This article originally appeared on HIT Consultant.
The COVID-19 pandemic continues to put an unprecedented amount of strain on the entire healthcare sector, and the industry has responded by accelerating the ways innovation is developed and adopted. Health leaders have faced a generational challenge and the result has been the rapid deployment of technology to address dire patient needs. Health systems, physicians and frontline staff pulled together in remarkable fashion to implement these emerging technologies that enhance the ways patients access and receive care.
The global health crisis also illuminated the severity of worse outcomes for patients with underlying conditions and comorbidities, and providers now have a deeper understanding of how they impact overall health. Diabetes and poor glycemic management have emerged as crucial underlying conditions that have negatively affected patient outcomes during the pandemic. While it has long been associated with worse outcomes, higher readmission rates and increased cost of care, mounting research has shown that uncontrolled glycemia has led to higher mortality rates for hospitalized patients regardless of a pre-existing diabetes diagnosis. It is critically important that we are able to take lessons learned from this pandemic and apply them in the year ahead.
Here are four key innovations in diabetes care and technology that will emerge as a result of a tumultuous year where the industry faced many challenges, but also learned so much more.
FDA Clearance for Hospital CGMs Just Got Halved
Before COVID, FDA clearance for the use of Continuous Glucose Monitors (CGMs) in the hospital seemed at least five years away. The pandemic fueled trial adoption of this powerful technology through an emergency allowance that helped limit providers’ exposure to patients and conserve PPE while maintaining proper glucose management. In 2021, I believe we’ll see a wealth of data and retrospective studies from these real-world implementations that will help accelerate the timeline for the official FDA clearance of in-hospital CGM use. This reality may now come to fruition in just 2-3 years instead of the 4-6 that many predicted not long ago.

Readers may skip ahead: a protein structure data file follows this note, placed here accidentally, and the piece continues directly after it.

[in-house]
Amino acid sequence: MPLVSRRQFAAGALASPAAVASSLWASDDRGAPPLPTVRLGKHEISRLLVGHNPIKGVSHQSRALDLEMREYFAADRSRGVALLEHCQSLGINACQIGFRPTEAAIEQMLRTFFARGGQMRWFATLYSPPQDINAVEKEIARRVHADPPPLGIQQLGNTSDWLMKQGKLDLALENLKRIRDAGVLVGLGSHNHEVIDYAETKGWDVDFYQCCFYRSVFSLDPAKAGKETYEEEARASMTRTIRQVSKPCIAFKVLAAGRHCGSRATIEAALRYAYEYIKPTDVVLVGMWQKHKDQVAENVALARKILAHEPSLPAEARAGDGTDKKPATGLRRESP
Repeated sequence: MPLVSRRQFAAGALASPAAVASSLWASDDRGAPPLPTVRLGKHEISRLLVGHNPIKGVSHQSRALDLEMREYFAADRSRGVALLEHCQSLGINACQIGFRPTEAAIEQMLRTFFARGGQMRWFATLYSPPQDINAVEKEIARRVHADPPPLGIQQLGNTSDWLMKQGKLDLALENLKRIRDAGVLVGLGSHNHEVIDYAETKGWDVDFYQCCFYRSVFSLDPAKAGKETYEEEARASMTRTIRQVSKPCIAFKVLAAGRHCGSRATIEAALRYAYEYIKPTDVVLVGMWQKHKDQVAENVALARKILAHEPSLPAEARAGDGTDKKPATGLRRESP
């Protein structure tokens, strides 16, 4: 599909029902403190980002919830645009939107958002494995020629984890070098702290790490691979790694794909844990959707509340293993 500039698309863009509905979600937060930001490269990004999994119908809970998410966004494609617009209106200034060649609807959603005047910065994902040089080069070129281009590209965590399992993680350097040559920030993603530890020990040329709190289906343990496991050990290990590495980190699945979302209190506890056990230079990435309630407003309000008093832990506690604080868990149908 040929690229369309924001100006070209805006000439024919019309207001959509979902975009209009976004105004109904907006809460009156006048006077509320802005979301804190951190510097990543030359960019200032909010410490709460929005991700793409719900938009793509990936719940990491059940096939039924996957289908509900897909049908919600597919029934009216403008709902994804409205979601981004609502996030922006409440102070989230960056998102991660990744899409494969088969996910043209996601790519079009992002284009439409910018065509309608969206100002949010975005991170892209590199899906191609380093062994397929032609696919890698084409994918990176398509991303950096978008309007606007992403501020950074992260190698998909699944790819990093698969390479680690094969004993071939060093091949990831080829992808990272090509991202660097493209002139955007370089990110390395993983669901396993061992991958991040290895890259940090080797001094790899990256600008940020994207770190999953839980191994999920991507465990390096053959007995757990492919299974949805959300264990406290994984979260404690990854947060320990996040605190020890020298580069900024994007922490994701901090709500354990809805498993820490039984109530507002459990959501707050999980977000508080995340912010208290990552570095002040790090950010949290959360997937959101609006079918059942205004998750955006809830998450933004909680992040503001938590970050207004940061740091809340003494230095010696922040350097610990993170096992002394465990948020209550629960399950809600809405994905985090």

Pandemic Sparks Improvement in Real-Time Patient Dashboards
Electronic Health Records are full of data, but information overload and inefficient usage often lead to underutilized intelligence across departments. The pandemic sparked a change, forcing hospitals to create COVID-19 dashboards that offered real-time views of infected patients, their location, and treatment plans. In 2021, I expect to see hospitals expanding these dashboards to optimize data use and track significant disease states, including heart failure, pneumonia, diabetes, and more.
Blood Glucose Becomes the Next Vital Sign
Today, body temperature, pulse, respiration rate and blood pressure are the four main vital signs healthcare providers monitor. As research continues to confirm the impact blood sugar has on patient mortality – especially those hospitalized with COVID-19 – and the use of glucose telemetry systems rise, providers will expand their vital checklist to include glycemic monitoring. Eventually, I believe blood glucose levels will be added as the fifth main vital sign.
Advances in Consumer Diabetes Tech Drives Hospitals to Do Better
Diabetes is the only chronic disease where a patient is in charge of their own care, and people living with diabetes assumed even more responsibility in 2020 as the pandemic dissuaded them from routine provider visits. From CGMs and mobile applications to smart insulin pens and the prospect of closed-loop systems, consumer diabetes technology has rapidly outpaced what providers use in the inpatient setting. Today, many health systems still rely on homegrown algorithms, finger pricks, and paper protocols to manage diabetes in the inpatient setting. In 2021, I expect patients will demand better care in the hospital because of the tech they use at home, creating a groundswell of change.
The COVID-19 pandemic has proven just how quickly the healthcare industry can identify and execute innovative methods to improve patient outcomes. Much like the industry as a whole, diabetes care and management has also accelerated the pace in which it widely accepts and utilizes emerging technology. Insulin has been in use for nearly a century, and there are still 80,000 amputations because of uncontrolled blood glucose, 60,000 people who lose kidney function and need dialysis, and 5,000 people who are blinded each year because of their diabetes.
Seizing the lessons we’ve learned this year will help to force an important inflection point in glycemic and diabetes care. Key stakeholders will use this window of opportunity to reduce provider burden, decrease patient length of stay and lower the overall cost of diabetes on the healthcare industry, and ultimately consumers. These four innovations are an ideal place to start.